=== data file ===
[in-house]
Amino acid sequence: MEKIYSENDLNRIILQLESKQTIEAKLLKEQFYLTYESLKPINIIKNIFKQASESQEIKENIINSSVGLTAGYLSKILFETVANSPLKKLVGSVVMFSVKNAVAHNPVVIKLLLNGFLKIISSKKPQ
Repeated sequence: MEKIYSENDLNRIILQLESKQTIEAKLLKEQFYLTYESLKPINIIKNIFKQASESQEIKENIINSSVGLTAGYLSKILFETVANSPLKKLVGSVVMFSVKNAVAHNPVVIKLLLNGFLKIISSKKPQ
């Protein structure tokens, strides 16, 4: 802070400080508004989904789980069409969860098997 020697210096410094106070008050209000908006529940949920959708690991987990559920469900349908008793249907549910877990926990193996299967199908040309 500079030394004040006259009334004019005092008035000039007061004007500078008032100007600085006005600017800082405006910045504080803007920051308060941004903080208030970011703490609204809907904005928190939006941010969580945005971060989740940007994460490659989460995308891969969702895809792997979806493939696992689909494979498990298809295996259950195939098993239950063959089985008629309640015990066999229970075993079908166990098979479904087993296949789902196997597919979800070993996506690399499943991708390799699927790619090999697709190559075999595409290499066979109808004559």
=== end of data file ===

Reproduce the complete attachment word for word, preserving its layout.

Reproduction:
[in-house]
Amino acid sequence: MEKIYSENDLNRIILQLESKQTIEAKLLKEQFYLTYESLKPINIIKNIFKQASESQEIKENIINSSVGLTAGYLSKILFETVANSPLKKLVGSVVMFSVKNAVAHNPVVIKLLLNGFLKIISSKKPQ
Repeated sequence: MEKIYSENDLNRIILQLESKQTIEAKLLKEQFYLTYESLKPINIIKNIFKQASESQEIKENIINSSVGLTAGYLSKILFETVANSPLKKLVGSVVMFSVKNAVAHNPVVIKLLLNGFLKIISSKKPQ
């Protein structure tokens, strides 16, 4: 802070400080508004989904789980069409969860098997 020697210096410094106070008050209000908006529940949920959708690991987990559920469900349908008793249907549910877990926990193996299967199908040309 500079030394004040006259009334004019005092008035000039007061004007500078008032100007600085006005600017800082405006910045504080803007920051308060941004903080208030970011703490609204809907904005928190939006941010969580945005971060989740940007994460490659989460995308891969969702895809792997979806493939696992689909494979498990298809295996259950195939098993239950063959089985008629309640015990066999229970075993079908166990098979479904087993296949789902196997597919979800070993996506690399499943991708390799699927790619090999697709190559075999595409290499066979109808004559």